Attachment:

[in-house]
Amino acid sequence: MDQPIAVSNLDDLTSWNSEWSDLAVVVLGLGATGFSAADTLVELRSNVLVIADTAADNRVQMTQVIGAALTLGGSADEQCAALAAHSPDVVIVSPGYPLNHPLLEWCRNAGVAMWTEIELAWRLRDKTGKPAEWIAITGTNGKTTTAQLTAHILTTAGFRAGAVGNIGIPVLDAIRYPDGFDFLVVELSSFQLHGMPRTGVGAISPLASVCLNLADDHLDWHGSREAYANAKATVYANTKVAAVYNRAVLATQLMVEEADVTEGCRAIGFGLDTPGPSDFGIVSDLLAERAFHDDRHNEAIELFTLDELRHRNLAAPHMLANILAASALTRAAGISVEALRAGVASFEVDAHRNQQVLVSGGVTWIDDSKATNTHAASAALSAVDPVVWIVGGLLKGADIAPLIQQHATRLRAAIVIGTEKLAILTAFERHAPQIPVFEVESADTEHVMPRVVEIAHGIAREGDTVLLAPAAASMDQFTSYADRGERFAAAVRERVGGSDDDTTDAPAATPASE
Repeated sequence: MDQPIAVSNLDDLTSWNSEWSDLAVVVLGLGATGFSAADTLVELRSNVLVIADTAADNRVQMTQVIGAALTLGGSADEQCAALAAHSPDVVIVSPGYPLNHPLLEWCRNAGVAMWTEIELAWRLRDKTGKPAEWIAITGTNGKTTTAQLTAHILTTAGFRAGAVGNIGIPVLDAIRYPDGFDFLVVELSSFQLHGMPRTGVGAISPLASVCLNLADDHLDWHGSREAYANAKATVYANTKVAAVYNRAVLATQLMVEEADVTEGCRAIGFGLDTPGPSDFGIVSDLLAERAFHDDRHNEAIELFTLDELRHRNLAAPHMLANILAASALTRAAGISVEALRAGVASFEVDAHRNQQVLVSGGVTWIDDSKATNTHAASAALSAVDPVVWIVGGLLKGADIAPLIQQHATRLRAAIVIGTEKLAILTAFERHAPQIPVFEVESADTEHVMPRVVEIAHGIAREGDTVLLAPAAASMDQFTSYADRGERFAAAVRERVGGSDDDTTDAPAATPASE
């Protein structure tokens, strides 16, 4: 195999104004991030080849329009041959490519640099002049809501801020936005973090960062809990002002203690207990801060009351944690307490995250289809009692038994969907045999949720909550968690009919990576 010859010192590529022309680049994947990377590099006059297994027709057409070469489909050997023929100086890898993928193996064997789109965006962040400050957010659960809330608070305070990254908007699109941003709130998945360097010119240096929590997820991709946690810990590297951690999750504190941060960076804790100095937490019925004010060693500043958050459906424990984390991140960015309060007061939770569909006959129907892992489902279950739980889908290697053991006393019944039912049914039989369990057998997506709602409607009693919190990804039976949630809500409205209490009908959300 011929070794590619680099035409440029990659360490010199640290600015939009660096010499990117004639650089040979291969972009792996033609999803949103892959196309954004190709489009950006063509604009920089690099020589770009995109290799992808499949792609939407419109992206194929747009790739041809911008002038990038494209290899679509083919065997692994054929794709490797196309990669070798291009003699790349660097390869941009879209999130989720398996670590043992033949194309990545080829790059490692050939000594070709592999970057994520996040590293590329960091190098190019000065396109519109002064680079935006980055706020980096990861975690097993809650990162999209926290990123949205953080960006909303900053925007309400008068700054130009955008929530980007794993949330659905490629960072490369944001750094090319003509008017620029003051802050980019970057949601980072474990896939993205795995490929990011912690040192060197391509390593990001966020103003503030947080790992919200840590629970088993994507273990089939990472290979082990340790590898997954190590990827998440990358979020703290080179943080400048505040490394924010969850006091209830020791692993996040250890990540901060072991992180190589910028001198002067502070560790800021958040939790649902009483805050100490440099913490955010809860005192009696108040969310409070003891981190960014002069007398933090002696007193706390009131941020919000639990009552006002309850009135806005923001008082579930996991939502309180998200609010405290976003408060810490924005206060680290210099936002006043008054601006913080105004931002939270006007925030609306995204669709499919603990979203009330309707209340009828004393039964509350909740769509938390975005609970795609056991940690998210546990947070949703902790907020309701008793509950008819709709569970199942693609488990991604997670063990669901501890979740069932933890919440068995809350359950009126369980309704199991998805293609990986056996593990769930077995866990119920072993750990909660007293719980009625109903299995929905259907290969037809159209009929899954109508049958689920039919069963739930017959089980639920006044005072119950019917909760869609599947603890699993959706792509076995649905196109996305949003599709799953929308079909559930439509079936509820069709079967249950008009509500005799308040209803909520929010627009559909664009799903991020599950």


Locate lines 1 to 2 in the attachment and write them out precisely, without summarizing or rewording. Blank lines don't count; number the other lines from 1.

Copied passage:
[in-house]
Amino acid sequence: MDQPIAVSNLDDLTSWNSEWSDLAVVVLGLGATGFSAADTLVELRSNVLVIADTAADNRVQMTQVIGAALTLGGSADEQCAALAAHSPDVVIVSPGYPLNHPLLEWCRNAGVAMWTEIELAWRLRDKTGKPAEWIAITGTNGKTTTAQLTAHILTTAGFRAGAVGNIGIPVLDAIRYPDGFDFLVVELSSFQLHGMPRTGVGAISPLASVCLNLADDHLDWHGSREAYANAKATVYANTKVAAVYNRAVLATQLMVEEADVTEGCRAIGFGLDTPGPSDFGIVSDLLAERAFHDDRHNEAIELFTLDELRHRNLAAPHMLANILAASALTRAAGISVEALRAGVASFEVDAHRNQQVLVSGGVTWIDDSKATNTHAASAALSAVDPVVWIVGGLLKGADIAPLIQQHATRLRAAIVIGTEKLAILTAFERHAPQIPVFEVESADTEHVMPRVVEIAHGIAREGDTVLLAPAAASMDQFTSYADRGERFAAAVRERVGGSDDDTTDAPAATPASE